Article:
The aliens themselves, identity as yet unknown (some have suggested Voord or Krotons but its hard to see the appeal of a return visit from either) are visualised as glowing white light beings with triangular heads (I think this is where the Voord rumour comes from) though state this isn’t their actual form. They inspire several stand out sequences notably when the Australian house is under siege and a simple trick of lights going on and off creates a superb tension. We have them melting through walls and out of paintings and even through metal. More than what they look like though is the fact that in the hands of director Jamie Magnus Stone they become a palpably dangerous threat. One of my bugbears about the last series was a lack of really dangerous antagonists. Its why I cheered on `Kerblam` as the only episode where anyone really seemed to be in danger. This episode on the other hand lays on the danger with a trowel and together with the even pacing makes for a thrilling rollercoaster of a tale. 


When the speculation about who the next Doctor would be was floating about three years very near the top of my list was Sacha Dhawan. I knew he had the versatility and energy to do pretty much anything and of course that has to be true of The Master too. Remember John Simm’s performances? Well now the latter seems to have a rival for the most unhinged yet lethal version of The Master. With echoes of the end of `Utopia` the reveal that hitherto mild mannered agent O is actually The Master is handled with enough melodrama to give you goosebumps and Dhawan tears into the role with gusto, mixing adult menace with a childish delight in the mess he’s making.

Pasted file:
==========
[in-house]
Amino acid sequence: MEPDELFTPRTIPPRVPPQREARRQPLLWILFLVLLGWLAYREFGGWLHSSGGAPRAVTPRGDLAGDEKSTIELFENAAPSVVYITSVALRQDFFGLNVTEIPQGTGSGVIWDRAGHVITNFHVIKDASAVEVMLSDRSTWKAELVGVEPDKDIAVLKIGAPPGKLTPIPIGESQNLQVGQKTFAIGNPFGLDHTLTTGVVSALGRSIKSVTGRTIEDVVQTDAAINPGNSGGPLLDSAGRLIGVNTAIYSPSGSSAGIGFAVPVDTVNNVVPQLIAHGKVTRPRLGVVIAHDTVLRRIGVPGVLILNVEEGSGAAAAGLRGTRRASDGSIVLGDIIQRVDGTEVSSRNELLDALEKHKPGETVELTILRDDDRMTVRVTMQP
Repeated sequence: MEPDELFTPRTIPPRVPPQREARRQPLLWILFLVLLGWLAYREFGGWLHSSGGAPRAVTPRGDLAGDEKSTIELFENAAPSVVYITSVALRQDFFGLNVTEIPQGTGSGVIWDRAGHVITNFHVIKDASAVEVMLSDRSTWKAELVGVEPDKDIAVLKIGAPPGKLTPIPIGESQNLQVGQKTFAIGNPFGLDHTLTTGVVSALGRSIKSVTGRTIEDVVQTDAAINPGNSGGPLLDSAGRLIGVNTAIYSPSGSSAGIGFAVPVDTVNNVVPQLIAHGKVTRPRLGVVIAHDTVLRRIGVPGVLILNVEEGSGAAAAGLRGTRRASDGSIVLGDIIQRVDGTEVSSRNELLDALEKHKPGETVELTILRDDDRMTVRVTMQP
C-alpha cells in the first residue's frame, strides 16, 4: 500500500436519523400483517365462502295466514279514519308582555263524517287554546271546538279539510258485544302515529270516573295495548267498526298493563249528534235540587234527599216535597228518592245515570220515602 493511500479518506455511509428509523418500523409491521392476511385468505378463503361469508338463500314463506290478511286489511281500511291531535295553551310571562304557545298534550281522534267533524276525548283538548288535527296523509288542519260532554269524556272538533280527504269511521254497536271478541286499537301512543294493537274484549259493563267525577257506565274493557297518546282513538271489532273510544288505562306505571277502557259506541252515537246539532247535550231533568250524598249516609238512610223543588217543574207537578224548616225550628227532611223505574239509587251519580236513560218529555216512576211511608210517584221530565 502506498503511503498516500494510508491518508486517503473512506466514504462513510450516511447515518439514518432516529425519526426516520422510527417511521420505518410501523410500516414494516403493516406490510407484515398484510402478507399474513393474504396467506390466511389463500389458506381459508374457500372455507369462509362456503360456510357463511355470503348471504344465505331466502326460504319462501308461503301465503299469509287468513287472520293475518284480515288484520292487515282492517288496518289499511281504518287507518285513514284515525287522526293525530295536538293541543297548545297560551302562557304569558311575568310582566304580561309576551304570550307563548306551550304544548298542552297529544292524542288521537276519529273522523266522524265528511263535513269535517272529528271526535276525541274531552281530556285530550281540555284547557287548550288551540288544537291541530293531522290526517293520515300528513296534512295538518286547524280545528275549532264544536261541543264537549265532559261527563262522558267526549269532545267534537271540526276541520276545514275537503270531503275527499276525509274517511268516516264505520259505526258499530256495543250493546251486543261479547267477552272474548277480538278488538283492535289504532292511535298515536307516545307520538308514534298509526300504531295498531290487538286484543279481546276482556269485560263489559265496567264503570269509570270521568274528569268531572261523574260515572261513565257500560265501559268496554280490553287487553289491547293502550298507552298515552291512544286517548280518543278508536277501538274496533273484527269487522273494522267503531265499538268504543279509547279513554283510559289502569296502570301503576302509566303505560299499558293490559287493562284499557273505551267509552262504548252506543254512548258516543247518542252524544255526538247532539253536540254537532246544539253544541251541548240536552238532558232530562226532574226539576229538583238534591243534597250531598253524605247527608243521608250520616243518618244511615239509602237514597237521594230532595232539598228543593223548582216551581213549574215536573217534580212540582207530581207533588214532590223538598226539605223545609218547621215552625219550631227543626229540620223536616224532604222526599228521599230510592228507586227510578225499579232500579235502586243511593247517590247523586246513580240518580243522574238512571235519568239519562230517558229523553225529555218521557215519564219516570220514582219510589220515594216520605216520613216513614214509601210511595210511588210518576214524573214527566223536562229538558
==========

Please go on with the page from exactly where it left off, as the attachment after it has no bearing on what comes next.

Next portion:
The Master is generally a reflection of the Doctor anyway drawn from the same tv landscape, the same writers’ imaginations. Hence Roger Delgado was a suitably suave foil for the velvet cloaked Jon Pertwee, John Simm matched David Tennant’s boundless energy with his own dark version of the same and they even gave Peter Capaldi a fellow Scottish best enemy. Hence Jodie Whittaker has a Northern Master to contend with and make no mistake she will be challenged both fictionally and theatrically. Sasha Dhawan can match her for range and willingness to hurl himself into anything. It is telling that this is the first episode she’s done where she doesn’t totally dominate the narrative. This is partly because as mentioned above the writing has rebalanced to give others more but once Dhawan is on screen- whether displaying puppy dog enthusiasm as O or sheer childish menace as The Master- he is terrific in either aspect. Hopefully the two  will get plenty of screen time together. As to how he got here and is back in full on enemy mode after Missy’s apparent redemption I’d suggest that this may be a Master from another time line altogether or perhaps the aliens saved Missy? Does it really matter? I’m reminded of the Eighties when the conversation usually went “So you escaped from (insert name of planet)?” “Yes Doctor” “OK then.”


Just like `Utopia’s pocket watch in plain sight there are clues as to what’s going to happen- O’s apparent obsession with the Doctor taking up a whole shelf of files (and the fact he had paper files despite his multiple pc screen display), the trademark hexagonal pattern of his forcefield, even that he could muster a forcefield like that. It was also interesting that nobody knew the actor he was in the episode as he was left out of the cast list and all pre publicity including a photo from a scene he’s in.  What was that about everything you know being a lie?! All of which lifted an already great episode into a potentially classic one. As if all this isn’t enough the episode ends with a cliffhanger of considerable peril. `Spyfall` Part 1 is an excellent series opener mixing thrills, seeding clues and including a big surprise. There’s a lot of questions to answer in part 2 of course but so far this is shaping up to be a great story.